Bay of Plenty-based fertiliser giant Ballance Agri-Nutrients is sometimes in the news for what it sees as the wrong reasons.
Mainly, that is because of Ballance’s preference for the specific qualities of the phosphate rock supplied from the Western Sahara area in the south of Morocco categorised by the UN as a non self-governing territory.
Morocco contains some 75 percent of the world’s finite reserves of phosphate. Details of the differing views on the phosphate story can
be read here.
But chief executive Mark Wynne told the Bay of Plenty Business News that the big challenge for the farmer owned co-operative was to help its 19,000 farmer members-owners become future ready.
“That’s primarily it in a nutshell,” he said, adding that farmers felt almost under attack at the moment.
Changing attitudes towards farming
It had been a reasonably rapid change from the days when shepherds and their dogs were revered, and Footrot Flats and Fred Dagg were cultural icons, he said. Farmers had woken up to the fact that they were in a new era when people were letting them know they didn’t like everything they were doing.
“People talk about the urban rural divide. I don’t think there is that big a divide. But there is frustration around certain areas where we know we’ve got to fix the rivers, and get it together.”
Ballance’s role was not just to manufacture effective fertilisers, he said.
“Essentially we need to get right the four ‘rs’ – the right product, in the right place, in the right amount, at the right time,” he said.
Ballance has about 45 percent of the fertiliser market, with main competitor and similarly farmer-owned cooperative Ravensdown accounting for about 35 percent, said Wynne. The market was highly competitive, with a total of around 40 importers making up the remainder of supply, he said.
The company – which has around 260 of its 800 New Zealand staff based in the Mount, a fertiliser manufacturing plant at Awarua in the South Island, and three pelletised feed operations in Morrinsville, Wanganui and Ashburton, and contributes “10s of millions of dollars” to Bay GDP.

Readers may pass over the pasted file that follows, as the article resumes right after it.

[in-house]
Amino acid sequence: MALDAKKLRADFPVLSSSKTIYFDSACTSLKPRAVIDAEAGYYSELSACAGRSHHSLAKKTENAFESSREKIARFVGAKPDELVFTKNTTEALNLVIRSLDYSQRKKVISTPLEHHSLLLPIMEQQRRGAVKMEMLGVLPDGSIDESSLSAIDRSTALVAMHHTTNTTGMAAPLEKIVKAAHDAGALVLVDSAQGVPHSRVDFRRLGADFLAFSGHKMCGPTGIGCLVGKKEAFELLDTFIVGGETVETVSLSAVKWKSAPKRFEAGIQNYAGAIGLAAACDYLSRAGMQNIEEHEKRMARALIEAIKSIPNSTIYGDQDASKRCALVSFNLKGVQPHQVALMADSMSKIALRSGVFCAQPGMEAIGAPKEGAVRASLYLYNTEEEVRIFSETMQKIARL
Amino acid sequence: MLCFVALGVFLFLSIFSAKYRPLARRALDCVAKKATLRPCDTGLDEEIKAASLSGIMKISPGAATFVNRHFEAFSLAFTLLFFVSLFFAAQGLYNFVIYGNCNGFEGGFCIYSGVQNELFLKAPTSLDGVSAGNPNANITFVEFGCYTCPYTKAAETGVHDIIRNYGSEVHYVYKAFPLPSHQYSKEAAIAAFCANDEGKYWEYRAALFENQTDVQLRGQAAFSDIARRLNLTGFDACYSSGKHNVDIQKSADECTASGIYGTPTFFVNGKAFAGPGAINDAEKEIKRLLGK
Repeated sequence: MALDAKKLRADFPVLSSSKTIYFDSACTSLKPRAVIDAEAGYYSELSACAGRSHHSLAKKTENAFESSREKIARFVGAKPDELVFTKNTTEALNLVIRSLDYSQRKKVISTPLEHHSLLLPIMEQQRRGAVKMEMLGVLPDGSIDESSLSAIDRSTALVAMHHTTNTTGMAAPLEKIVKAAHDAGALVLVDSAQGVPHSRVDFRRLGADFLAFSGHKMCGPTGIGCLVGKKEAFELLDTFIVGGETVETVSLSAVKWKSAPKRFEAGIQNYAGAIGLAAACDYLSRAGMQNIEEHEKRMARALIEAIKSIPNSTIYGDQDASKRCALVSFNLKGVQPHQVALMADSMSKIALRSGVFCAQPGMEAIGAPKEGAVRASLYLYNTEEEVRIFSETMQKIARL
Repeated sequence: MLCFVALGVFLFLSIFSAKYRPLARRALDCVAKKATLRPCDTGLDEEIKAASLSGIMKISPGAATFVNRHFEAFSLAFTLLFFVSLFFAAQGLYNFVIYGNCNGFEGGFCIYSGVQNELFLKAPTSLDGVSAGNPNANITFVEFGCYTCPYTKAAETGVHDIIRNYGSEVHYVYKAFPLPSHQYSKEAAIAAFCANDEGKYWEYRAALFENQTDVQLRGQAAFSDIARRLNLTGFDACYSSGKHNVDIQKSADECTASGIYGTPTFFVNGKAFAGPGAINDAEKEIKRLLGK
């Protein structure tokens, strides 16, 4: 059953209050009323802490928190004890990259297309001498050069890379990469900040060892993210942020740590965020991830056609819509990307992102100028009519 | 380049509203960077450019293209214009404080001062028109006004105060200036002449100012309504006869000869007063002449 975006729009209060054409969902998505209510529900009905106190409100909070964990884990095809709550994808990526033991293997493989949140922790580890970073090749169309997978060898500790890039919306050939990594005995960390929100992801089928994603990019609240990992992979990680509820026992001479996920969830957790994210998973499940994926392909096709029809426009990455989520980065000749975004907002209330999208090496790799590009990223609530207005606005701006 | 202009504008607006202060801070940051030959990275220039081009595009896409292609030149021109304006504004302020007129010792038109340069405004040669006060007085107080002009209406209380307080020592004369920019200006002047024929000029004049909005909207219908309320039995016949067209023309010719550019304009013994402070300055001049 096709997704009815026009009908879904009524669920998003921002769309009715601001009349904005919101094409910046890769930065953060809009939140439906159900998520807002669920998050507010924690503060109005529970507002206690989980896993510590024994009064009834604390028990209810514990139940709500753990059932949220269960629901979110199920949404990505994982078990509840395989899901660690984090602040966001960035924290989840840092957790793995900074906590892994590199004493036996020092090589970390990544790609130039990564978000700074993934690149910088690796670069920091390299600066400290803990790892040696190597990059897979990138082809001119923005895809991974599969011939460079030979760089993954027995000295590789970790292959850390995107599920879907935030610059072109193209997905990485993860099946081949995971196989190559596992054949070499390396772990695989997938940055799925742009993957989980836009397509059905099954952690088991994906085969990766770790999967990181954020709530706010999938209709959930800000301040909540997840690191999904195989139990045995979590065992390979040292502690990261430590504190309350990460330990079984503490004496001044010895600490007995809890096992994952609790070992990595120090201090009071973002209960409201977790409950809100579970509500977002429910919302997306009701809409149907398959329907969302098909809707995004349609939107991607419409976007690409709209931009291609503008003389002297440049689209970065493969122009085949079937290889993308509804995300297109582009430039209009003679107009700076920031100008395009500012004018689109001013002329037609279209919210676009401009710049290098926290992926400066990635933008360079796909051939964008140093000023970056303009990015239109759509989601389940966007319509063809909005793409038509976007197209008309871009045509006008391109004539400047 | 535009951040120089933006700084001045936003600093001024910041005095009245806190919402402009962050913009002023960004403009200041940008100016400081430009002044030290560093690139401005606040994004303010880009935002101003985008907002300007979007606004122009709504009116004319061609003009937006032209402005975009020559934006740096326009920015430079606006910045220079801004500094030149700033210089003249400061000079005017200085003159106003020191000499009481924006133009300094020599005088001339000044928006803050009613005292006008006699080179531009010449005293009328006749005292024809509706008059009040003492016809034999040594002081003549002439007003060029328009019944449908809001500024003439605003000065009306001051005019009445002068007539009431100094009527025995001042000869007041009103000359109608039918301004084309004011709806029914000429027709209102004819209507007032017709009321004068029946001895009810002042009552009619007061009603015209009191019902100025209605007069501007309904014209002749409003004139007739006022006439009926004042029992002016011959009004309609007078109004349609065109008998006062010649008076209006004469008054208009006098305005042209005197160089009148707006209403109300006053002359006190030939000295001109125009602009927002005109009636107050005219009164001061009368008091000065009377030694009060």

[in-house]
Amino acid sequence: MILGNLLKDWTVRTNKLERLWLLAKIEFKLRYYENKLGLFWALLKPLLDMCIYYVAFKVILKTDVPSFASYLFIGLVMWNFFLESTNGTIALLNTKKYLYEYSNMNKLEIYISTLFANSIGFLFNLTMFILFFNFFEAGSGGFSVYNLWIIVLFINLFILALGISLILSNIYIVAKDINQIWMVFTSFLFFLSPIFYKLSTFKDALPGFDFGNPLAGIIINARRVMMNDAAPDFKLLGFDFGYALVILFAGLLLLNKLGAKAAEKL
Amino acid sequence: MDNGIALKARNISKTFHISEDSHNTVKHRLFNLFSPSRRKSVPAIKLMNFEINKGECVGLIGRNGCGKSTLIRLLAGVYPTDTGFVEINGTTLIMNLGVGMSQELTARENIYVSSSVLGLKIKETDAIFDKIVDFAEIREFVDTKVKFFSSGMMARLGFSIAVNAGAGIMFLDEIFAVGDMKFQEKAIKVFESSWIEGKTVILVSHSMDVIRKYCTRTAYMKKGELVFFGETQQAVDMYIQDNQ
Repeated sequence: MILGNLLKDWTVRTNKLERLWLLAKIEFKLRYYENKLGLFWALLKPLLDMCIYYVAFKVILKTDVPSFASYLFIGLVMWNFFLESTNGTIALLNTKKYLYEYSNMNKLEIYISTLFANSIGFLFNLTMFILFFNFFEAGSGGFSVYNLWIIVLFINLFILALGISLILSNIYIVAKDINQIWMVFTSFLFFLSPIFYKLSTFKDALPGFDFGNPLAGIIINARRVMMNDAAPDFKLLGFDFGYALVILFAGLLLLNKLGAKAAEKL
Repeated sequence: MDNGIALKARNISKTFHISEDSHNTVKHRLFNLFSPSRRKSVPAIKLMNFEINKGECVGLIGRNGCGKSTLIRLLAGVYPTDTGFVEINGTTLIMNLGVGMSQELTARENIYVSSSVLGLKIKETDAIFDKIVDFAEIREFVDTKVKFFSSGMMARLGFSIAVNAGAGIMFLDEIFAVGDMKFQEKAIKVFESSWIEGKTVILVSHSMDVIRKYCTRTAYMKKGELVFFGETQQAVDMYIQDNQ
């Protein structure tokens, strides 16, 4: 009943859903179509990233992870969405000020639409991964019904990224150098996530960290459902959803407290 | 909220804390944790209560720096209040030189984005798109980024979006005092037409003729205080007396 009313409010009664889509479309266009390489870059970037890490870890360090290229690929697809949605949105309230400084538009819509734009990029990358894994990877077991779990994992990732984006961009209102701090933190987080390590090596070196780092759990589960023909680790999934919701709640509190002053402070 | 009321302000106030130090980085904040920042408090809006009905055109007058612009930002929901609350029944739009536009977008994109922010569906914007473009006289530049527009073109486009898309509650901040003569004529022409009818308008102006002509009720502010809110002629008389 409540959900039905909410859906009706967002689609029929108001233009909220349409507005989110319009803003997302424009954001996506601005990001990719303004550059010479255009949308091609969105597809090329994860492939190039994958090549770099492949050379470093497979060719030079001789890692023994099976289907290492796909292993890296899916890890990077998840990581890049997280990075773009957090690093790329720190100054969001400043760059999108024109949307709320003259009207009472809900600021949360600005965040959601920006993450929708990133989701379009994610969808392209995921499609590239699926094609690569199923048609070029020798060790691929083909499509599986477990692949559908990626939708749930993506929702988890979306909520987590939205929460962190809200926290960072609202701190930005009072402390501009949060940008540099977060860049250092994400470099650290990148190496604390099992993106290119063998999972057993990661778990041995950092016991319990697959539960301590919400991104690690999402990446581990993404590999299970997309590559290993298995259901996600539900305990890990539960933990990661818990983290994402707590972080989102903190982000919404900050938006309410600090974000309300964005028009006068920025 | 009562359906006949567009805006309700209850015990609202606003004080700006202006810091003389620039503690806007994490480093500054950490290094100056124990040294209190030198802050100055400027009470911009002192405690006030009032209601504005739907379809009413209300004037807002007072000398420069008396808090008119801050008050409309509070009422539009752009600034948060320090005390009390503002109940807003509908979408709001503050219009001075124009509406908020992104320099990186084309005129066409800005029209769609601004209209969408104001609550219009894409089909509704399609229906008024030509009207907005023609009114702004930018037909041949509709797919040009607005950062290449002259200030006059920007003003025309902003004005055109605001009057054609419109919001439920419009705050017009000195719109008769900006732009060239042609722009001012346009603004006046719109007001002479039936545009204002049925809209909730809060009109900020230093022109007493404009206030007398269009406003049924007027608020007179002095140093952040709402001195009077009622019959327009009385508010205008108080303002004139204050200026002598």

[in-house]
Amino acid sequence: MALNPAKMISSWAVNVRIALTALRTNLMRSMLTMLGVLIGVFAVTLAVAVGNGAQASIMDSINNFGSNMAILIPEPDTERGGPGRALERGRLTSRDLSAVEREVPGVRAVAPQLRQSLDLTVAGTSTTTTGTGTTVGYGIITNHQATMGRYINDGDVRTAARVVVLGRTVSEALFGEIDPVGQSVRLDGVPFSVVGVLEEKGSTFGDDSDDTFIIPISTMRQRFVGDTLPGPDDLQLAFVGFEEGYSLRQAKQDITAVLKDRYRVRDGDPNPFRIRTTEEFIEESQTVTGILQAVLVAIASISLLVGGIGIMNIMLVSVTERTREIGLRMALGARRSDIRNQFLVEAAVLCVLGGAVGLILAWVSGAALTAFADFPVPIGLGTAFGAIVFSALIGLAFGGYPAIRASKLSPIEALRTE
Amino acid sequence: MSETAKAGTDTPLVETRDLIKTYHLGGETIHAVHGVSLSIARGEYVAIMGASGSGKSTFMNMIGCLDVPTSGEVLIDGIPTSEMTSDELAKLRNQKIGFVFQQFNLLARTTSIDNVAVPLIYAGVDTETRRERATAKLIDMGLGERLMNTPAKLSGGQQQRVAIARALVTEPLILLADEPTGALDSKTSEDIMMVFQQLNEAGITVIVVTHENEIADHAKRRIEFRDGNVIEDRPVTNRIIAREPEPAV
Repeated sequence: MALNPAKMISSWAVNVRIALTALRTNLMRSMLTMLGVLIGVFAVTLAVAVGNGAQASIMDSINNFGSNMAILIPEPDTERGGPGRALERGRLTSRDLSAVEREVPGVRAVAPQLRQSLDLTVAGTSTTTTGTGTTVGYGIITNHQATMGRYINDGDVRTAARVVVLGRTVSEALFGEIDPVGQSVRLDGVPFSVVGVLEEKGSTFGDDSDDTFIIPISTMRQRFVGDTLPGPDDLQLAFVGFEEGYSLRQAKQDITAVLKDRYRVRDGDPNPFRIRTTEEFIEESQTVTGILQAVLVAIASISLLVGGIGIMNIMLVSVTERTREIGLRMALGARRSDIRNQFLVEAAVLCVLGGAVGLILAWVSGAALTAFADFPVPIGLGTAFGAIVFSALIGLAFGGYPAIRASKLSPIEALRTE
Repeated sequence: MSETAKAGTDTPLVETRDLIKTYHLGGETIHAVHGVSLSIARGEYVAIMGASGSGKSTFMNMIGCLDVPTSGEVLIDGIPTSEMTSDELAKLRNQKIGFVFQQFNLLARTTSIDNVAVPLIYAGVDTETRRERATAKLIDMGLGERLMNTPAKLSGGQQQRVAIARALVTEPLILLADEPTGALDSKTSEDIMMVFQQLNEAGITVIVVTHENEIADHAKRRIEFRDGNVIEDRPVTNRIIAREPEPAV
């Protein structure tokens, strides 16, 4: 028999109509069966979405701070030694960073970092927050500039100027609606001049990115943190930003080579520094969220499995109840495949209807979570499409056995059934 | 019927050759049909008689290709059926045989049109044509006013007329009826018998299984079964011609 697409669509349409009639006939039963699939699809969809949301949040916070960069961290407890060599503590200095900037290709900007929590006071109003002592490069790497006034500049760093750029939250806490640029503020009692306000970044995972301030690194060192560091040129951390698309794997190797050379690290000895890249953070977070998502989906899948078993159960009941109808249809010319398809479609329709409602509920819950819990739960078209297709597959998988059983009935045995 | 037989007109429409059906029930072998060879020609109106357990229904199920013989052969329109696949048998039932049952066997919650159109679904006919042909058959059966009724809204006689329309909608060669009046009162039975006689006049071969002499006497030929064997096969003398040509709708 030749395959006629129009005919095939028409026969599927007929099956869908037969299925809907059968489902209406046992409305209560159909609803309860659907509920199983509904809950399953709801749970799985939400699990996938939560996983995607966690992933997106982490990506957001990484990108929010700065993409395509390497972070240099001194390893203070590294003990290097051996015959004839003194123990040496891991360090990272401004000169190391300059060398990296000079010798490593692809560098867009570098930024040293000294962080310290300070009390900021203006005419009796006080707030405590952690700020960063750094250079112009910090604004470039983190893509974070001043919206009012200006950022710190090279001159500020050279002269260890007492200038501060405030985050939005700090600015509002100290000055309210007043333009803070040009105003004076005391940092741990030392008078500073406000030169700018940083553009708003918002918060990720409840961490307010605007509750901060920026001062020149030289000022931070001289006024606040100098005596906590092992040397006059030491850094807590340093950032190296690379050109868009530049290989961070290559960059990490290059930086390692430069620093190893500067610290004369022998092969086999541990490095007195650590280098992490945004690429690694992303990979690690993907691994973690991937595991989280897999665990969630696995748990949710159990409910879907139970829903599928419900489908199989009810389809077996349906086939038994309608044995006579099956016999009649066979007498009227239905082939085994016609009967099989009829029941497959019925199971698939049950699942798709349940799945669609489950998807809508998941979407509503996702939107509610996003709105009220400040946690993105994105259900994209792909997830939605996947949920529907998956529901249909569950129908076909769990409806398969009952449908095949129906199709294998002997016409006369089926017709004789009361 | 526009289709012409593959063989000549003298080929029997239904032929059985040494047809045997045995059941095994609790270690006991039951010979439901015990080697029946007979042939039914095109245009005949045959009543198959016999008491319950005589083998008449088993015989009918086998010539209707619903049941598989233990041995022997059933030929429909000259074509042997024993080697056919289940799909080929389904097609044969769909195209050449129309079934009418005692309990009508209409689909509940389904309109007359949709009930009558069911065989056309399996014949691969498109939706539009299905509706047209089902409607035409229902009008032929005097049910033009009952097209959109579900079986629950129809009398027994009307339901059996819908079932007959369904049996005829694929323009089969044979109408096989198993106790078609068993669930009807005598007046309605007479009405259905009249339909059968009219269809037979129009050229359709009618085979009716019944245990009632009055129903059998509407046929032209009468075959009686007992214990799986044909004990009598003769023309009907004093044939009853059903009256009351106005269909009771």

Ballance also runs the urea/ammonia plant in Taranaki – site of a fascinating new partnership with Hiringa Energy to use alternative energy-produced hydrogen for fuel.
Wynne emphasised that its key concern was to do the best it could to make its farmer members more efficient and effective.
“Our innovation programme essentially wraps around that mind set,” he said. “For example, late last year we launched a new, world first product, called SurePhos – a low water-soluble superphosphate,”
SurePhos can reduce the phosphate solubility (or runoff into rivers) by up to 75 percent, said Wynne.
“Everyone talks about Nitrogen in rivers, but phosphate is just as bad,” he said
With the new product, the water soluble element can be washed off the land in the event of a major rain event and reduce leaching into waterways, he said.
The new product, which is currently only being manufactured in the Mount, had been getting an excellent market response, he said.
Wynne said he believed Ballance’s major tool was its nutrient specialists.
“We have about 100 people on the road who are advising farmers,” he said.
“Now everyone thinks they are there to flog fertiliser, but they are actually there to talk about their farms and make sure they can help them achieve their objectives.
“How do nutrients fit into that farm system? We spend a lot of time training them so they understand nutrients, they understand farm systems and they know how to tease out from the farmer their real issues.”
Building digital capability
Wynne said the company’s biggest changes in the Bay had been around digital capability and innovation, including tools such as Mitigator. This allows the creation of an aerial 3D map of a farm taking in all available information on nutrients use, stock, farm systems, contours and soil types.
It operates on the basis of finding where the majority of phosphate leaching, nitrate leaching, your sediment runoff, and e coli buildup and ranks the farm in terms of how best to mitigate the unwanted side effects.
“I think we’re making progress.”